The sutradhar’s daughter had a scooter. Or was it a Luna? His riding pillion was the only thing they continued to enjoy after their wedding. Without another worried woman to save him from, she quickly lost interest in him. It took Mr Yogi much longer to realise that she needed a rescue fantasy to be interested in a man. She was unlike every girl he had seen since the ‘Mother serious’ telegram had brought him back home. Her short hair and distracted smile had soothed him each time he walked away from a prospective bride. Everyone was surprised at the marriage but who could object? Who could say that they sensed her cold heart? It was no longer okay to object to independence. And they did want him married.

How many women had he turned down? He doesn’t remember. The tall, queenly creature in a brocade saree, rising unexpectedly above him from a charpayee, then slouching apologetically. She had said in a voice memorable for its husky bad girlness, that she wished she could cut her legs off. He was sure he could not marry someone whose voice was full of gold tassles and cabaret stages. He had ignored its rich sweetness, its generosity.

How had he been so sure of his reasons? How had he been so sure? Later on, he understood that the sutradhar’s daughter specialised in being unlike any woman a man knew. She could flicker her gaze and be elusive. She did not care about anniversaries. She never spent any time trying to coax him into buying things like the ads said. If he disagreed, she was still amiable. She was the first Indian he had ever met who shrugged. His mother thought she had picked up the gesture abroad but she had always had it. She laughed a lot and shrugged. So why was it that, ten years later, he wept so often? One day he remembered the tall girl. After that every night he dreamt of a different rejected girl. Dreams in which he was grateful to each of them for getting him away.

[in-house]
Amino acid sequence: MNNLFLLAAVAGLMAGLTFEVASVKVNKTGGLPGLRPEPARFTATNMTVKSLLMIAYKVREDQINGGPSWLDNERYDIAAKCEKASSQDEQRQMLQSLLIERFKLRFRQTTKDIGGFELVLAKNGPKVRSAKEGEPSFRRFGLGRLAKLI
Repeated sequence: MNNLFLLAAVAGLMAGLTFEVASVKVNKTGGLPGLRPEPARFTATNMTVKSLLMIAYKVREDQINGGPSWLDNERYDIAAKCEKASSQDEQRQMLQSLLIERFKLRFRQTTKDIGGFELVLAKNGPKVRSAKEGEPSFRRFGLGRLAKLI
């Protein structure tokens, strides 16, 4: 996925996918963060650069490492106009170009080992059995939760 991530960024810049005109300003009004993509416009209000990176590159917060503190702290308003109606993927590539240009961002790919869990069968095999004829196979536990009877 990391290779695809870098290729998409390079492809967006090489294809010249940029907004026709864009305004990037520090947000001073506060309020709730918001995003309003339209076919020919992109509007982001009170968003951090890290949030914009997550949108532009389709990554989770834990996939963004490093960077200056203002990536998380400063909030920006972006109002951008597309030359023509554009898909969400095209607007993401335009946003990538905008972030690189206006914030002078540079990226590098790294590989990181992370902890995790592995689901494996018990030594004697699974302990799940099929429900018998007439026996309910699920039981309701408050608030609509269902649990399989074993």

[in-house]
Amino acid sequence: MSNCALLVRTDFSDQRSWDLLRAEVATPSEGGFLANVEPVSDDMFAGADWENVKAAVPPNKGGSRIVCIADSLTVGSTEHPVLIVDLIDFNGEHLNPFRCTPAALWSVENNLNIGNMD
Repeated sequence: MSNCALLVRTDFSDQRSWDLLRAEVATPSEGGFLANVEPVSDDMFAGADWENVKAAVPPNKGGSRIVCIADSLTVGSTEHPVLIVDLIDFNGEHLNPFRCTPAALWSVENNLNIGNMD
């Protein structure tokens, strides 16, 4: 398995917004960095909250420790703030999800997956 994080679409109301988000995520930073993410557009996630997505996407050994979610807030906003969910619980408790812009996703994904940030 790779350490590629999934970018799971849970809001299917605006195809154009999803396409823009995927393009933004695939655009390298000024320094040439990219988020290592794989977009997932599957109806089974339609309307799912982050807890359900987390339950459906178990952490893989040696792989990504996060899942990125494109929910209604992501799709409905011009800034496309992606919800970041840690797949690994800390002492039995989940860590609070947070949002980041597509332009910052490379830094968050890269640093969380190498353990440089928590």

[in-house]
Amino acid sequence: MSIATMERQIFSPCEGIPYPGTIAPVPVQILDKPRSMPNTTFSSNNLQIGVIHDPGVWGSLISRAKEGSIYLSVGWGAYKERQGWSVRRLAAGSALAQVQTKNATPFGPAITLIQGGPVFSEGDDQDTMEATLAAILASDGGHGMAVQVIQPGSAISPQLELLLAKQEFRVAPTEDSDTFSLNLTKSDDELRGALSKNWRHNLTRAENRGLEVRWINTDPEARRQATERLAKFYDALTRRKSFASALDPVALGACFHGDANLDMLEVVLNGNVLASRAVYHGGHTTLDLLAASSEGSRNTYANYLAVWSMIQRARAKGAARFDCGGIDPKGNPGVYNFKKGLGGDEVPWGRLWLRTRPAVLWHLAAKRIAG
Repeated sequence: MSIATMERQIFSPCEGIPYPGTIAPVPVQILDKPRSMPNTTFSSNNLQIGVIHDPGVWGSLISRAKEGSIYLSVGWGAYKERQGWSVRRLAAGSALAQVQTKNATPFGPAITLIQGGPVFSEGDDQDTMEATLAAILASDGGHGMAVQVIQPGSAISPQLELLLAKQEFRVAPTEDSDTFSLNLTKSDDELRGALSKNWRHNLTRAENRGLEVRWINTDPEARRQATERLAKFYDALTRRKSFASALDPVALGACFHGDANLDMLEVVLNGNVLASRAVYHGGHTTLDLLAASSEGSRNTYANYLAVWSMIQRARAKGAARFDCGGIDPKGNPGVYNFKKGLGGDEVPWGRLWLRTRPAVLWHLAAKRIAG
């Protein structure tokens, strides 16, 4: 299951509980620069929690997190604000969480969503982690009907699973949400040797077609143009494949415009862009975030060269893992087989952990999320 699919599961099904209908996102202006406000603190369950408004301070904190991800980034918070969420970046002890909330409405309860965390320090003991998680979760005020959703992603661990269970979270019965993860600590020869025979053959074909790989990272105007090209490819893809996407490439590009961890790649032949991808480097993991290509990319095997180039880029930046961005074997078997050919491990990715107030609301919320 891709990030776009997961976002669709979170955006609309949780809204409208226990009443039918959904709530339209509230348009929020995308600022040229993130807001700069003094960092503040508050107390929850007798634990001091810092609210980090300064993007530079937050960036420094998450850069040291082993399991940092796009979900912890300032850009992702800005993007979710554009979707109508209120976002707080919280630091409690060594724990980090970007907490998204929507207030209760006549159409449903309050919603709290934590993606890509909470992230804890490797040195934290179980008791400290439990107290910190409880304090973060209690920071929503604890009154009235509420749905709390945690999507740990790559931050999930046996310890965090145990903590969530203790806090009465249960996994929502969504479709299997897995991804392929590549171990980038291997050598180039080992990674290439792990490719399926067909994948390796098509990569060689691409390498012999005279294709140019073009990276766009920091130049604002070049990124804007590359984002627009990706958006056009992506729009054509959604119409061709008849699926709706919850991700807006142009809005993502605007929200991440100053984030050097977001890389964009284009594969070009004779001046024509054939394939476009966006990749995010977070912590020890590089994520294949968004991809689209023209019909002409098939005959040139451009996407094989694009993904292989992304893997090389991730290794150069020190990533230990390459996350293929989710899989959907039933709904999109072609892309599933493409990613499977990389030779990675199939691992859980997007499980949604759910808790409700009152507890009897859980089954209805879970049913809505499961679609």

He wept for the days when his mother and others had had a say in his life. Now they showed him deference but he longed to be told he shouldn’t be married to the sutradhar’s daughter. As astonished as the sutradhar had been at the marriage he was now genial. He was fond of young men and showed it by being sardonic.

Then, another event that the sutradhar had not anticipated. Yogi was back home and his mother was actually ill. He drove the maid to the vegetable market. In the mandi a comet in a cotton saree blazed across his horizon. Her thin arms in a brilliant white blouse, slashed the air as she bargained. Her plastic basket filled with drumsticks and snake-gourds didn’t stop her from keeping a short leash on her son. When she was done, she left shopkeepers grinning weakly. Her white saree never touched the mud. She seemed to be striding towards him. Her fierce eyes took him in. Eventually she took him home and his sleep was dreamless once more.